Finance

Bloomberg Special Report: The Bankruptcy Breakdown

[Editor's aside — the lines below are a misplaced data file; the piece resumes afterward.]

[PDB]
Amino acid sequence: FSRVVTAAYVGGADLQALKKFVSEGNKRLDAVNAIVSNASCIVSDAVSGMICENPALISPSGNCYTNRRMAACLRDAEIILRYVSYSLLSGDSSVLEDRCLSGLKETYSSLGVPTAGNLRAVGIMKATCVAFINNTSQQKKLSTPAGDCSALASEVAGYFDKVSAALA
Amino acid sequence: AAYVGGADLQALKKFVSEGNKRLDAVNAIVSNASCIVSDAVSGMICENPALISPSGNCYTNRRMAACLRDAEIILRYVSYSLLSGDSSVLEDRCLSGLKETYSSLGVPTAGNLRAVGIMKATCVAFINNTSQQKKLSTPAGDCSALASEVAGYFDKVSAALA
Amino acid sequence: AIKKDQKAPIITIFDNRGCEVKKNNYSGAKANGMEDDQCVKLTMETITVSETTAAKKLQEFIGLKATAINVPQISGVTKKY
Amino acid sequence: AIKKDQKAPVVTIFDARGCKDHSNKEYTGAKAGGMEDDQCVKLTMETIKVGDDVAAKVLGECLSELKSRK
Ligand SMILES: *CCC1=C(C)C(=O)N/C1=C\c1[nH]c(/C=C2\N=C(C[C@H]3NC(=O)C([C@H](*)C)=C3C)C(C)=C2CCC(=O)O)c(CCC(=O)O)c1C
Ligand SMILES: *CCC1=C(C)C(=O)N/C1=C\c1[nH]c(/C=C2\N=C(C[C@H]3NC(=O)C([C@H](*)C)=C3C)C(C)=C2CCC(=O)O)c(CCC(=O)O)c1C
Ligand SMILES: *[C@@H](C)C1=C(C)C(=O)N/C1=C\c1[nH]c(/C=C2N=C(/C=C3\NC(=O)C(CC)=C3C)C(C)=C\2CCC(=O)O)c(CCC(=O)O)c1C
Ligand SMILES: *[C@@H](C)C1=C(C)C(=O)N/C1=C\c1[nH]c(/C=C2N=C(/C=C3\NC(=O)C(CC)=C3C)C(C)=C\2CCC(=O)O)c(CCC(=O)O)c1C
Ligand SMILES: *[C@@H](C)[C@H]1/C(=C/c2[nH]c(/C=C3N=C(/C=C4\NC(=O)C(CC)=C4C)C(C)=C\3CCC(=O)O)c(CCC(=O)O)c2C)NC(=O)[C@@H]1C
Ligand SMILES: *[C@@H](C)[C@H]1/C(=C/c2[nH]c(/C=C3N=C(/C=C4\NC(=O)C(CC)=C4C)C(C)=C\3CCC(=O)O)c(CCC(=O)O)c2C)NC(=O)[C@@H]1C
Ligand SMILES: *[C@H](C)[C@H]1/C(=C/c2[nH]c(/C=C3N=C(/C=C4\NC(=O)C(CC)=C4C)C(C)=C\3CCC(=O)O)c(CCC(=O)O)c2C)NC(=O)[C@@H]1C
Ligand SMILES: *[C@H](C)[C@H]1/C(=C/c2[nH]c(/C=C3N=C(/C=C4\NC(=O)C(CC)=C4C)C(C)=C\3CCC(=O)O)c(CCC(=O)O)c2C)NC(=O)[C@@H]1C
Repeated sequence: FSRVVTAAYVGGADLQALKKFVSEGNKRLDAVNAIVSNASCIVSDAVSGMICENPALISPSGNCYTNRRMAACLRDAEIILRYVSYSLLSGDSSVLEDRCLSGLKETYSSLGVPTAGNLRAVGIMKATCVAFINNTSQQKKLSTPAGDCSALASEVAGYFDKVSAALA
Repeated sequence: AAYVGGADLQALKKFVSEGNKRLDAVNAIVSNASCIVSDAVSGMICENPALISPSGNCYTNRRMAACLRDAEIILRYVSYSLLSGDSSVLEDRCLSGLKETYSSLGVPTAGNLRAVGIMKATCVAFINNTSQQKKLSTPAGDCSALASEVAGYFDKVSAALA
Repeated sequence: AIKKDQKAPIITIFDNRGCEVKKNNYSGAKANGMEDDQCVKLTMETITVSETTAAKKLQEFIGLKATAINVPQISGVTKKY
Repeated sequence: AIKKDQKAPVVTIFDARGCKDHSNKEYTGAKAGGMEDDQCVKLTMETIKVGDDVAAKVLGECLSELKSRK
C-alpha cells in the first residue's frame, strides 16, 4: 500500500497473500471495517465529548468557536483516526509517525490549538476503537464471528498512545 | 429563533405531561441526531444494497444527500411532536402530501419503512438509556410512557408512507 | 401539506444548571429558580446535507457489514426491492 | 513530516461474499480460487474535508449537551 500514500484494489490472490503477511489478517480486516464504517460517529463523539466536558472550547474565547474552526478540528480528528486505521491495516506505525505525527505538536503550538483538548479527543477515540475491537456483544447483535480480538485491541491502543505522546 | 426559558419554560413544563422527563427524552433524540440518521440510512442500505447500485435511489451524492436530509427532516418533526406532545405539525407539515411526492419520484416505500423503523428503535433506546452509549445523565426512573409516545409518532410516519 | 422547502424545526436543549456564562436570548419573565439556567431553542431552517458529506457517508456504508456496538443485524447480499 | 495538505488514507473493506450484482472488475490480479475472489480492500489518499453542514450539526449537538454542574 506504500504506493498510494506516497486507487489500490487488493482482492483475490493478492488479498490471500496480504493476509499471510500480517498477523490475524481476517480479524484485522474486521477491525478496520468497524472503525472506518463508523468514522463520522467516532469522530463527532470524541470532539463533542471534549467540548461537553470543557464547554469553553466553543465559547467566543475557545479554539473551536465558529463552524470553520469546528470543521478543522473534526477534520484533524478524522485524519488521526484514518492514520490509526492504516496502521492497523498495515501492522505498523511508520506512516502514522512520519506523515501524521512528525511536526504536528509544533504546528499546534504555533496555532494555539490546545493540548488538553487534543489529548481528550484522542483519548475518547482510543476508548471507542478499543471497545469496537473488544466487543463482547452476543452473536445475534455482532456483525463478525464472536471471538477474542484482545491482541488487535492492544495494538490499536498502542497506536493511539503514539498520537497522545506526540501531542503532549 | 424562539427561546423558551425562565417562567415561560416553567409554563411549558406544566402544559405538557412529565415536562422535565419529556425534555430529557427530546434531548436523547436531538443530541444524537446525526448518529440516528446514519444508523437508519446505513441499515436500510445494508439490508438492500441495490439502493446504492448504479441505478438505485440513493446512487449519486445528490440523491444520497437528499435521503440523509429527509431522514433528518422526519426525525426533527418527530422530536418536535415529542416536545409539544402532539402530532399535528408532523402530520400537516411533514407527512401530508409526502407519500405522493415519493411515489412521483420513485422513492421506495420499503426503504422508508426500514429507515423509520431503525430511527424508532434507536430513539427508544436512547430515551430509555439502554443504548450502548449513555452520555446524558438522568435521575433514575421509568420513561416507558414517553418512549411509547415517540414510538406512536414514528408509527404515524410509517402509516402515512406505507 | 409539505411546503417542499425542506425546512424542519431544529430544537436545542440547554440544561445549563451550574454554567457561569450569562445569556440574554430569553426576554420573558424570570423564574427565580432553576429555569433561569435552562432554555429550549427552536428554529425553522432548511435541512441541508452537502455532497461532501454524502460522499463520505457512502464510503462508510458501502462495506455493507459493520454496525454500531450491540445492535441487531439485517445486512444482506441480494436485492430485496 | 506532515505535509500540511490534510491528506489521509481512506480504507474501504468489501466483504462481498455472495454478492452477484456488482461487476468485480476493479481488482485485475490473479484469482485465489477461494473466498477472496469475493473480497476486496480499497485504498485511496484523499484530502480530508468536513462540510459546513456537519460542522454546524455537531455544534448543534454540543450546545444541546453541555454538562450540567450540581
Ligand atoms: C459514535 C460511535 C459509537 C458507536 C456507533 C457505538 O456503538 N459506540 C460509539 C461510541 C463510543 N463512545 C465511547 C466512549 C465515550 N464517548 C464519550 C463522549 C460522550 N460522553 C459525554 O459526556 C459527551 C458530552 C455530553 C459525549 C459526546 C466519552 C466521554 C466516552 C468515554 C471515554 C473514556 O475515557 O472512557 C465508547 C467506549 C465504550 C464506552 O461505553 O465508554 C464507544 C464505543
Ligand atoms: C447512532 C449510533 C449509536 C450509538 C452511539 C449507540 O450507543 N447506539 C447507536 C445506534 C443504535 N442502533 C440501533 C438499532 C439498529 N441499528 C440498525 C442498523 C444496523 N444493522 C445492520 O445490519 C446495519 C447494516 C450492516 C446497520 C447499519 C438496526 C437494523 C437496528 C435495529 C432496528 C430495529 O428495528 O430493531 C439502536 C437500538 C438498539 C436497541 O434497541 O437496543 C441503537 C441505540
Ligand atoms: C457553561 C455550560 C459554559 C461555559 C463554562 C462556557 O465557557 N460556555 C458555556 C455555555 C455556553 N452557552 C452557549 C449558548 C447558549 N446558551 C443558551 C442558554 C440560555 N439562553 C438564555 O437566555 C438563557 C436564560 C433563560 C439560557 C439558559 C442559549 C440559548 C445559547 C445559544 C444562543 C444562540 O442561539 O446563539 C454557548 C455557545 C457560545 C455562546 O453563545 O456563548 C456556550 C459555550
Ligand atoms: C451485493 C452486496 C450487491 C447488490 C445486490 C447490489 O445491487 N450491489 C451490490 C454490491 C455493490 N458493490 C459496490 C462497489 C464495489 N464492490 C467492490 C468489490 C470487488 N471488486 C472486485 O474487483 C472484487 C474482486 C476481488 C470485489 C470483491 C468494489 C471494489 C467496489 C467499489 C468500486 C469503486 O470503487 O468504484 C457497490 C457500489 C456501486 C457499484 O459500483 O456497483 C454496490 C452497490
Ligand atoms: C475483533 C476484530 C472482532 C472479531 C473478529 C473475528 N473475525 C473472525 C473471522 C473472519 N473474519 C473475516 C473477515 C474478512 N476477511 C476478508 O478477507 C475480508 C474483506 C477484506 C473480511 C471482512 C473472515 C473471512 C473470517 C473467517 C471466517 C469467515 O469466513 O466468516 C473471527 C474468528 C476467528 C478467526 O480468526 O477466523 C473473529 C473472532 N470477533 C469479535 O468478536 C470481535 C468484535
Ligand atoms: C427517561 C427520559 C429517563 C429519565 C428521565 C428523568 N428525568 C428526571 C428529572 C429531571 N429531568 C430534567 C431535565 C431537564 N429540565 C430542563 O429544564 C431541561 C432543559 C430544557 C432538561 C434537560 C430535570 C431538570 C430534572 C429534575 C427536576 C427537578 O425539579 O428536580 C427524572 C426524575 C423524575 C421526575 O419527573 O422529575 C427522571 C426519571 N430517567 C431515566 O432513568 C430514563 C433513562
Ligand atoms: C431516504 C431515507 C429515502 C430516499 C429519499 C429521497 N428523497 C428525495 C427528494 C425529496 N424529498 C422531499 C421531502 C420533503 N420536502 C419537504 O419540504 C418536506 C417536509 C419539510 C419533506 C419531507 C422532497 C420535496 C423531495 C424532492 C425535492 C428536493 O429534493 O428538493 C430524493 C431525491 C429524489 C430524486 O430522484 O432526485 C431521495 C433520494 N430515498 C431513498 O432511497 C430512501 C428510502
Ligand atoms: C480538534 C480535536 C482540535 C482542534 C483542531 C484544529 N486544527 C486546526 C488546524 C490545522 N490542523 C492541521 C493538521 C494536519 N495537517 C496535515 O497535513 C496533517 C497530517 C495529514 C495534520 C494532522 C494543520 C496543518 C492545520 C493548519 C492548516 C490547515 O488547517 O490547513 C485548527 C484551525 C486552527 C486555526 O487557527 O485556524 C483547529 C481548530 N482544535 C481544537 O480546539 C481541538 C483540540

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the covet 19 pandemic has throttled economic activity and dragged down corporate profits and as the disease has spread a cascade of bankruptcies has followed with no end in sight it’s a natural consequence small and big businesses struggling when you know they haven’t got clients coming in the prognosis is grim for many companies and entire industries not to mention for investors caught an outbreak of distress i do think people are going to have to be patient and people are going to have to be creative meanwhile governments and central banks are pulling out all the stops to slow the torrent of red ink that has distorted normal recessionary dynamics and again postponed many of the uh credit consequences which were likely to see over the longer term what’s driving all of these defaults and how deep will the damage go the bankruptcy breakdown is straight ahead welcome to a bloomberg special report the bankruptcy breakdown i’m lisa abramowitz the size of the current bankruptcy crisis is painfully evident each week we get more firms joining a parade of businesses filing for protection in this program we’ll examine the shape of the problem how it’s spreading through the larger economy and why policymakers are finding it so challenging to contain let’s begin with a look at how quickly bankruptcy has gone from last resort to the new normal this has been an unprecedented year for corporate unraveling never before have so many retailers and healthcare companies gone bankrupt in such a short time every sector has gotten hit from the beaten down shale patch to airlines to sports leagues companies have put the blame for bankruptcy on the pandemic which is partly true but many were already fragile after taking on record amounts of debt during a decade of low interest rates hertz is a perfect example the iconic rental car company filed for bankruptcy in may with revenues all but drying up as travel ground to a halt but it also had failed to build a big enough cash cushion relative to its 24 billion dollars of debt hertz’s story is not unique this may end up being the worst year for corporate defaults in history the six biggest u.s banks set aside 35 billion dollars in second quarter alone to cover potential loan losses the numbers would be far worse if policymakers hadn’t fired a bazooka injecting trillions of dollars of fiscal and monetary support into the global economy these measures have propped up markets and emboldened investors to plow into riskier securities but all that hasn’t been enough to offset the consequences of a recession companies are still struggling to survive with little income and ballooning debt after borrowing record amounts of cash to stay alive during the pandemic investment-grade companies in the u.s sold a staggering 1.3 trillion dollars of bonds in just the first half of the year exceeding all of last year’s issuance by more than 65 billion dollars defaults downgrades distress by one model this year’s spate of mega bankruptcies is just getting started take a listen to recent comments from ed altman nyu professor and creator of the z score which is used to determine corporate distress there are now probably about 33 billion dollar bankruptcy so far this year and if that continues at a similar rate the rest of the year you’re talking about around 65 or so by year end the previous highest of these mega bankruptcies was 2009 when it was 49. so we we will easily break that record and that’s the re uh that’s partially due to this huge increase in high-yield bonds and leveraged loans of companies that are very large and uh we’ve seen some very uh you know clear numbers about this and very uh well-known companies credit analysts are trying to game out just how bad things could get in its base case scenario s p global expects the us default rate among high-yield companies to hit 12 and a half percent by march that would rival peaks last seen in 2009 and 1991. in a worst-case scenario the credit rating company sees the rate spiking above 15 percent which would by far be the highest in modern history still despite the precarious debt burdens many companies are borrowing even more to survive ralph schlosting co-ceo of evercore and former president of blackrock laid it out on bloomberg surveillance in 0.809 we learned that financial institutions fail not because of capital but because of liquidity and in this recession deep recession uh we have learned also that uh that uh phenomena is more widespread so we spent a lot of time in the last four months encouraging companies to put more cash on their balance sheets but here’s here’s the conundrum ralph because we’re heading into a period of slowing growth we have a more fragile economy and we have more indebted companies why not just file for bankruptcy why not renegotiate the debt loads now with creditors to reduce the obligations rather than putting their entire capital models in a more precarious situation well there is some of that going on uh as well uh i think the real issue in terms of how to solve one’s balance sheet issues depends upon the outlook for the business if if it truly is a v type downturn uh and then recovery uh then it’s just a matter of having the cash to survive to the other side of the chasm uh other businesses obviously are going to be more seriously uh and permanently impaired and for them you know bankruptcy and recapitalization is the right model banks are girding for things to get worse setting aside billions of dollars to absorb losses tied to future insolvencies morgan stanley’s james gorman told bloomberg he sees little chance that banks can get ahead of the reckoning that’s coming well i don’t know that you can get ahead of it i mean it’s a natural consequence small and big businesses struggling when you know they haven’t got clients coming in i mean look at look at the restaurants look at all the small businesses the their hairdressers and the doctors and the dentists and uh before you even get to big companies so you know that’s part of why we saw such a massive wave of financing in the last quarter as a lot of companies got ahead of that and built up stronger balance sheets anticipation of these tougher times the cost of this crisis will be massive both socially and economically many investors are already cutting their losses and selling holdings in distressed companies at steep discounts but others are eyeing opportunity nyu’s ed altman weighs in with these huge amounts of new bankruptcies and defaults the supply and demand for these securities has tipped much more toward a buyer’s market and that’s why the distressed investors are somewhat pleased about what’s going on because they’ve been waiting for this deluge of new bankruptcies and and defaults and what that means in terms of not only the recovery rates to the existing investors uh creditors but also what they have to pay to purchase these companies many of which will be restructured well in chapter 11. and that’s uh uh now signaling a boom market for the distressed debt market and money is flowing into these funds at a fairly high rate at this point coming up a global leader in corporate restructuring says she sees more bankruptcies coming as the year continues and she tells us which industries may feel the most pain i think we should be looking to see what’s happening with real estate this is bloomberg investors watched with alarm as default surged in the first half of 2020. in june marathon asset management ceo bruce richards told bloomberg he sees even more trouble ahead there’s a lot of problems brewing and so what do we expect with default rates well we’ve recorded at marathon since the beginning of covid since mid-march we’ve recorded 60 bankruptcies here in the united states totaling about 100 billion and we think that 100 billion number will grow to 400 billion that is the four and a half percent default rate will grow to 18 cumulative which takes you to an annual default rate of about 10. so default rates as you know is measured in trailing 12 months and so we’ll go from four and a half percent to 10 but before this is all over it’ll be a cumulative rate which is four times the four and a half percent that we’ve already seen 18 taking you to 400 billion welcome back to bloomberg special report the bankruptcy breakdown i’m lisa abramowitz bruce richards like many others expects to see a surge in defaults as the year progresses but bankruptcy is hardly a one-size-fits-all solution some companies will cease to exist others will restructure and emerge still with no prospect of a quick economic recovery it’s difficult to devise a plan to stay afloat i asked lisa donahue global co-leader of turnaround and restructuring at alex partners how she thinks companies will be approaching these challenges as the pressure of debt intensifies it’s going to be an individual type situation us chapter 11 can actually be a quite effective tool and and remember us chapter 11 is more about um actual rehabilitation and fixing a company and having it come out on the other side whereas sometimes in other countries it’s more about a managed wind down so what a bankruptcy can do for some of these companies if they find that they’re essentially running out of cash which is one of your inflection points on figuring out if that’s the right thing to do is you can deliver you can more effectively um you know shed non-core businesses you can effectively look toward closing unprofitable operations things like that so it’s a tool um that can be used to help some of these companies deal with some of these perhaps lingering problems that that they’ve had so it’s not necessarily an end of the road but it can possibly be a tool to help some of these companies out given the scope of bankruptcies given the scope of the pain given how much debt was built up over the decade ahead of this how low do you expect is some of the recoveries to be for debt investors you know predicting debt recoveries is not something that i don’t think anybody really wants to do but what i will say is i was reading an analysis about the typical recovery time post a recession and it is averaging somewhere around three to three and a half years to get back to equilibrium and when i say equilibrium i mean kind of normal operating back to pre-pandemic pre-recession levels so if you think about a three-year period to get back to where you were before whatever you were doing from a manufacturing operational perspective i don’t necessarily think that the recoveries are going to be less than prior recessions but i do think people are going to have to be patient and people are going to have to be creative and people are going to have to recognize that this is something that we’ve never seen before and that the strong companies will come out on the other side and smart management teams will proactively look for ways to extend their runway and to manage through a you know lower productive environment to get to profitability on the other side how concerned are you that a number of corporations are borrowing more and more money billions of dollars to get to the other side when they don’t know when the other side will be or what it will look like you know i’m less concerned with companies that are doing that because in order to preserve their value and in order to get to the other side they need liquidity so and the capital markets are very frothy right now there’s a lot of liquidity out there so i would say looking at not just the amount of debt but how their debt behaves what kind of debt they have how long term it is how prompt it is when their maturities are what sort of flexibility they have built into their debt now obviously too much debt is never a good thing but i’ve talked with a good deal of cfos and ceos of healthy companies that didn’t proactively go out and raise capital with the intent of managing their cash so that when they do get to the other side and it is clearer on what’s going to happen they can quickly pay it back down and deliver so it’s not a question of issuing debt for debt sake it’s a question of getting the flexibility that you need from a liquidity perspective to weather through whatever time period we’re looking at with this with this pandemic lisa you talked about how we’ve seen a lot of bankruptcies in retail certainly in energy what’s the next industry that you think is likely to get hit wow i don’t think we’re done with energy yet i think oil and gas is going to continue to struggle for a whole host of macro factors that are not necessarily pandemic related um i think we should be looking to see what’s happening with real estate we should then the longer this pandemic goes on we may see larger enterprises that might normally not have any sort of distress end up having to go in distress um automotive is ripe for um right for disruption given everything that’s happening in their supply chain and moving toward electric vehicles that’s something that could be accelerated some of the changes that will happen in that supply chain i think aerospace and defense is an area that we’re continuing to look at and see what what’s happening there from a distressed perspective from a supplier perspective to some of the big majors um and obviously i mentioned hospitality i think that the whole hospitality segment is geared on people moving and vacationing and having the ability to rent cars stay in hotels take cruises fly on on planes and as long as people aren’t moving that’s a that’s a sector that all of that whole hospitality um could could be in a lot of trouble coming up policymakers have acted swiftly and aggressively to throw lending lifelines to struggling companies but citigroup’s matt king thinks they may just be postponing a crisis not preventing one in many respects what we think is happening is effectively zombification businesses are remaining alive that would normally have have folded by now this is bloomberg so welcome back to a bloomberg special report the bankruptcy breakdown i’m lisa abramowitz while the economic impact of the coveted 19 pandemic has been devastating the response from policymakers has been extraordinary how effective it will be remains to be seen i asked citigroup’s matt king if he thinks unprecedented stimulus will head off a bankruptcy crisis or just postpone a destructive second wave the standard joke is you don’t become solvent by borrowing more money and what is it that we’ve done is we’ve massively facilitated borrowing by uh corporates across the board and smes and in the u.s even consumer incomes have gone up uh once you include all the government benefits which is really weird during a recession and so it’s very natural that that has distorted normal recessionary dynamics and again postponed many of the credit consequences which we’re likely to see over the longer term at the same time as businesses reopen but need to spend money engaging in distancing or as they find that they’ve tapped the extra liquidity but they still haven’t got the revenues uh we do actually expect to see a steady stream of further problems and some of those have been showing up already in downgrades from the rating agency and defaults the weird thing therefore is is not so much the way that the problems haven’t occurred at all it’s the way in which the problems which have occurred haven’t created the contagion or haven’t had the broader market impact or broader effect on repricing that we would typically have expected do you think that there will be some sort of contagion or effect later on as the pandemic continues that is feeling less and less likely so so and i think a lot an awful lot depends on how the central banks respond and whether they just act as a backstop in the way in which they sort of claim to be doing or whether they do what i fear they’re actually doing which is inflating larger and larger bubbles so in many respects what we think is happening is effectively zombification businesses are remaining alive that would normally have have have folded by now and and then we can debate whether or not that’s that’s good but at a minimum it makes everything less abrupt uh than it might normally have been at the same and and if the central banks are are prepared to give this backstop liquidity preventing markets from overreacting preventing fire sales and outflows as they were doing in march i think everyone would agree that that is a good a good thing there was this concept in the 1930s that bankruptcies should be allowed to build burn themselves out and they didn’t burn themselves out they actually built on one another and and the whole thing was a disaster and so in that respect it’s very very good what’s happening at the same time there is this that the more inflated are the market valuations and there is this weirdness we’re getting the worst economic data we’ve had uh since the 1930s even if we’ve probably seen the the bottom now there’s this massive gap between that and market valuations equity markets uh you know in some cases recently having made new highs almost as though nothing happened and the more inflated to those valuations i think the greater is the risk that at some point you do laps to fundamentals when you talk about pushing out the pain the idea that a lot of these companies that have been in dire straits have borrowed more money to stay alive will that have possibly worse consequences down the road the idea that debt loads have gotten bigger at a time of slowing growth uh and an increasing uh potential amount of risk aversion down the line should central banks pull back depends a little what you mean by worse so can it be worse than what we have seen to date is it not the nice bounce back and fully v-shaped recovery and return to the way things used to be yes absolutely you can’t carry on leveraging up indefinitely and in principle yes could you imagine something worse still whereby the central banks lose control of the markets and inve and you’re really getting a nasty sell-off yes i can imagine the more elevated the valuations and the more debt there is in the system the greater is the vulnerability there most of what i would expect though is a bit more benign it’s this sort of zombification or japanification it’s a bit of a continuation of actually what we’ve seen the last few decades which is there’s more and more debt in the system whenever real interest rates edge upwards markets suddenly sell off as people take money out and go back into risk-free assets precisely because they were sort of forcibly uh being crowded into buying riskier assets and so you become kind of more and more trapped in this environment with a large debt overhang but where equally it doesn’t quite erupt into uncontrolled bankruptcies and and and depression in the way in which you would have thought it’s more a steady stream of um as i say sort of zombification or growth being more disappointing than you would would have imagined unemployment being more elevated than you might have imagined and then we get into a debate as to whether that was a good or a bad thing given where policies are right now which regions do you expect to actually see insolvencies to actually see policy makers allow companies to go bankrupt at a faster pace there’s been a bit less about one region being more affected and it’s a bit more about how the effects have been moved away from the large corporates which could be more systemic for example with the fed um buying fallen angels and instead the effects of being a bit more concentrated on the uh small and medium-sized companies uh maybe hitting bank loan portfolios rather than the names which are big in the bond market and by and large i expect that to be the case sectorally there are also interesting differences that we haven’t fully seen play out but i think there’s a big difference between somewhere like the us where up until now you’ve been incentivized to pay your rent pay your utilities pay your employees and then the loans can become grants and then say somewhere like the uk where instead it’s almost been the opposite and and you’ve not been able to evict a tenant that wasn’t paying their rent it’s almost as though people have have been encouraged not to make those payments and i think we’ll begin to see some sectoral and regional differences coming through as a result when you talk about how the bond market maybe uh is going to be kept afloat perhaps more than the loan markets in certain segments which investors or or which actors do you think will absorb the bulk of the losses as there are insolvencies and as recoveries are lower that’s a good question because the whole effect is to disguise it and postpone it to the point where people almost forget who’s taken the loss rather than rather than having the loss and then repricing and in fact one historical episode that comes to mind is in japan when the bubble burst in 1990 you didn’t really get the pickup in bankruptcies until 1997 98 when the banks were recapitalized and almost allowed to take the losses i’m still though generally inclined to think that it will be more in um the banks which are provisioning a lot as things stand maybe likewise some of the clo portfolios um again the smaller companies um rather that and and also some segments of the high yield bond market what’s really happening is this strong segmentation at the moment and a big difference in risk premium between the areas receiving direct support and those that aren’t that wraps up our special report the bankruptcy breakdown stay tuned to bloomberg television and radio for ongoing coverage and visit bloomberg.com for all the latest news and analysis 24 hours a day stay safe everyone i’m lisa abramowitz and this is bloomberg